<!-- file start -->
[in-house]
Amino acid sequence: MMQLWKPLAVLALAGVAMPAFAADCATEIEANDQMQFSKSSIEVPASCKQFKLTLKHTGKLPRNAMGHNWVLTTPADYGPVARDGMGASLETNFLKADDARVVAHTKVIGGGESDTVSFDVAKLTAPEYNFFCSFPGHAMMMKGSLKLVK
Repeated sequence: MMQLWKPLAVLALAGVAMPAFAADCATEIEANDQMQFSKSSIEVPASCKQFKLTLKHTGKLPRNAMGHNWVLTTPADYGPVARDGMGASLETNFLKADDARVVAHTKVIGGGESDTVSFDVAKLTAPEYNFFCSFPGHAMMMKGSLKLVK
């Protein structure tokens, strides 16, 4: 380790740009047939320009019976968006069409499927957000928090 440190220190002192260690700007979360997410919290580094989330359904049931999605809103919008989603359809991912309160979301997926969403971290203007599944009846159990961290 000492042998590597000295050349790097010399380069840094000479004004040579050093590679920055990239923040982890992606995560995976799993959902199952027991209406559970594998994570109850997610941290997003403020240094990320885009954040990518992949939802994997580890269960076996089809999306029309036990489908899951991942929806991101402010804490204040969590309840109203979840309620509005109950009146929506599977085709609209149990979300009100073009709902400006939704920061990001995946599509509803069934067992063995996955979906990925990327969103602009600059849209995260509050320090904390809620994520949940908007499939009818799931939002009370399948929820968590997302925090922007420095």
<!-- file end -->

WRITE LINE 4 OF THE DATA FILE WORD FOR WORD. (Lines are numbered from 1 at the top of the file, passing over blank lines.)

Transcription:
């Protein structure tokens, strides 16, 4: 380790740009047939320009019976968006069409499927957000928090 440190220190002192260690700007979360997410919290580094989330359904049931999605809103919008989603359809991912309160979301997926969403971290203007599944009846159990961290 000492042998590597000295050349790097010399380069840094000479004004040579050093590679920055990239923040982890992606995560995976799993959902199952027991209406559970594998994570109850997610941290997003403020240094990320885009954040990518992949939802994997580890269960076996089809999306029309036990489908899951991942929806991101402010804490204040969590309840109203979840309620509005109950009146929506599977085709609209149990979300009100073009709902400006939704920061990001995946599509509803069934067992063995996955979906990925990327969103602009600059849209995260509050320090904390809620994520949940908007499939009818799931939002009370399948929820968590997302925090922007420095």